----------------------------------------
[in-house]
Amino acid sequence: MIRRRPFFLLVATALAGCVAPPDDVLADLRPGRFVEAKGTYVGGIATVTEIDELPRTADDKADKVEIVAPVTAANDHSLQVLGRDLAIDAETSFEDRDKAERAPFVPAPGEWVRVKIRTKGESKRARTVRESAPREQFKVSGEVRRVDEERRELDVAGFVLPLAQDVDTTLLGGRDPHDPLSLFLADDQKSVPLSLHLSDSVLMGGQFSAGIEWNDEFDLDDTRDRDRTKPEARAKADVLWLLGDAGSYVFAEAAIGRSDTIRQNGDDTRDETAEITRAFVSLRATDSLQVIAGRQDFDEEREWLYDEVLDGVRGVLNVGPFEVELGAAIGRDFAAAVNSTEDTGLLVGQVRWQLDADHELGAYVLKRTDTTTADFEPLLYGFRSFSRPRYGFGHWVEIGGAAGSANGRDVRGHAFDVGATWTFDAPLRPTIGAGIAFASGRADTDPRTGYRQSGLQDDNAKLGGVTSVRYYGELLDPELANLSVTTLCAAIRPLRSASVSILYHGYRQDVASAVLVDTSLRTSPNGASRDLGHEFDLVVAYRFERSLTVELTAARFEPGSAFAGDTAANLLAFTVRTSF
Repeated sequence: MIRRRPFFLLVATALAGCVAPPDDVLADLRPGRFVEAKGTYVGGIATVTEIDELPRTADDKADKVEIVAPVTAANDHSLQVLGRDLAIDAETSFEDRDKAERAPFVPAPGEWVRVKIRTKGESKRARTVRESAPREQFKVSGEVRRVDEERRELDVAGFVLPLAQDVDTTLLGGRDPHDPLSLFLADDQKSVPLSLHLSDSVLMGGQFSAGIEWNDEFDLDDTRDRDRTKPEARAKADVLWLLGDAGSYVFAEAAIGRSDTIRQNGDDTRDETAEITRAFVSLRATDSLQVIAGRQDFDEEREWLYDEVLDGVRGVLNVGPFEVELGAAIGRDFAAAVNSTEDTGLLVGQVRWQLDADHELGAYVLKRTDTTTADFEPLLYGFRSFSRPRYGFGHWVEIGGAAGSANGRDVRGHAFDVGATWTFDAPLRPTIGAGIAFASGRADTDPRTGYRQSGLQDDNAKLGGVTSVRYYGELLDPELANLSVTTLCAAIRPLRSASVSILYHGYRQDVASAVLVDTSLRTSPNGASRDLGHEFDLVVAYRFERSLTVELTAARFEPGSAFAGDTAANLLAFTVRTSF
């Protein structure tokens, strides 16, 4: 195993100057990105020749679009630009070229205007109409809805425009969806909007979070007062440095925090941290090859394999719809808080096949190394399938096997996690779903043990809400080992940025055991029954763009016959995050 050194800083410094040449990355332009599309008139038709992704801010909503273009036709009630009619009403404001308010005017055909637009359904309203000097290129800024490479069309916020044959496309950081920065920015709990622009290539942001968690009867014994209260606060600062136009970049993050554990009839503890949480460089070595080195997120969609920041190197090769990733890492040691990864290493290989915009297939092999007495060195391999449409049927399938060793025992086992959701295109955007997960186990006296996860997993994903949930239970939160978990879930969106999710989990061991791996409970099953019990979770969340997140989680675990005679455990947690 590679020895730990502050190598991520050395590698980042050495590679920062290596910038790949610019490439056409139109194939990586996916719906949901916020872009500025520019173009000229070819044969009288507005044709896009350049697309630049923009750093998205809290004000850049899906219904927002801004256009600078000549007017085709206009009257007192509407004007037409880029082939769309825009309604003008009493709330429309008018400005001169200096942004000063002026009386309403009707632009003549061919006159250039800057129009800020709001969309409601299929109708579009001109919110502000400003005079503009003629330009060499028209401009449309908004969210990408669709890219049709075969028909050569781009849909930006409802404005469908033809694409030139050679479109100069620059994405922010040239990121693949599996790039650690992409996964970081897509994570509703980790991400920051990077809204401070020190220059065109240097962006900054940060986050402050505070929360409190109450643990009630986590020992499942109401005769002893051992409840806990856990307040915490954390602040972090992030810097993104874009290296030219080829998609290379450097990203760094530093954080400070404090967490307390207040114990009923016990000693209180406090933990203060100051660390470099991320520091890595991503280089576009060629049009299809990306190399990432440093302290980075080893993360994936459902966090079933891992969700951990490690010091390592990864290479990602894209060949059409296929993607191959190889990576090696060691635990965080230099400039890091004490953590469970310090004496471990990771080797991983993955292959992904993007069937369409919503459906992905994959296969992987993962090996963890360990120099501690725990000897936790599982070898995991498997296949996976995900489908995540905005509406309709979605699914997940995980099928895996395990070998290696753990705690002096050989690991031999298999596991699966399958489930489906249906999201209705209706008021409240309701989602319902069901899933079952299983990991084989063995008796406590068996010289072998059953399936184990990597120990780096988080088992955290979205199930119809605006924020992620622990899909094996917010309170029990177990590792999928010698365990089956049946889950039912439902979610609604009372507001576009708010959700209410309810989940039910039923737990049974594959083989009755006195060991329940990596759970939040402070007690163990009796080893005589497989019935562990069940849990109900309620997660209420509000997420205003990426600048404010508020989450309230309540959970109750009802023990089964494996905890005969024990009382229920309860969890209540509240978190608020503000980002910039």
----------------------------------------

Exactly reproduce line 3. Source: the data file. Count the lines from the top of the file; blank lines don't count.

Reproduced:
Repeated sequence: MIRRRPFFLLVATALAGCVAPPDDVLADLRPGRFVEAKGTYVGGIATVTEIDELPRTADDKADKVEIVAPVTAANDHSLQVLGRDLAIDAETSFEDRDKAERAPFVPAPGEWVRVKIRTKGESKRARTVRESAPREQFKVSGEVRRVDEERRELDVAGFVLPLAQDVDTTLLGGRDPHDPLSLFLADDQKSVPLSLHLSDSVLMGGQFSAGIEWNDEFDLDDTRDRDRTKPEARAKADVLWLLGDAGSYVFAEAAIGRSDTIRQNGDDTRDETAEITRAFVSLRATDSLQVIAGRQDFDEEREWLYDEVLDGVRGVLNVGPFEVELGAAIGRDFAAAVNSTEDTGLLVGQVRWQLDADHELGAYVLKRTDTTTADFEPLLYGFRSFSRPRYGFGHWVEIGGAAGSANGRDVRGHAFDVGATWTFDAPLRPTIGAGIAFASGRADTDPRTGYRQSGLQDDNAKLGGVTSVRYYGELLDPELANLSVTTLCAAIRPLRSASVSILYHGYRQDVASAVLVDTSLRTSPNGASRDLGHEFDLVVAYRFERSLTVELTAARFEPGSAFAGDTAANLLAFTVRTSF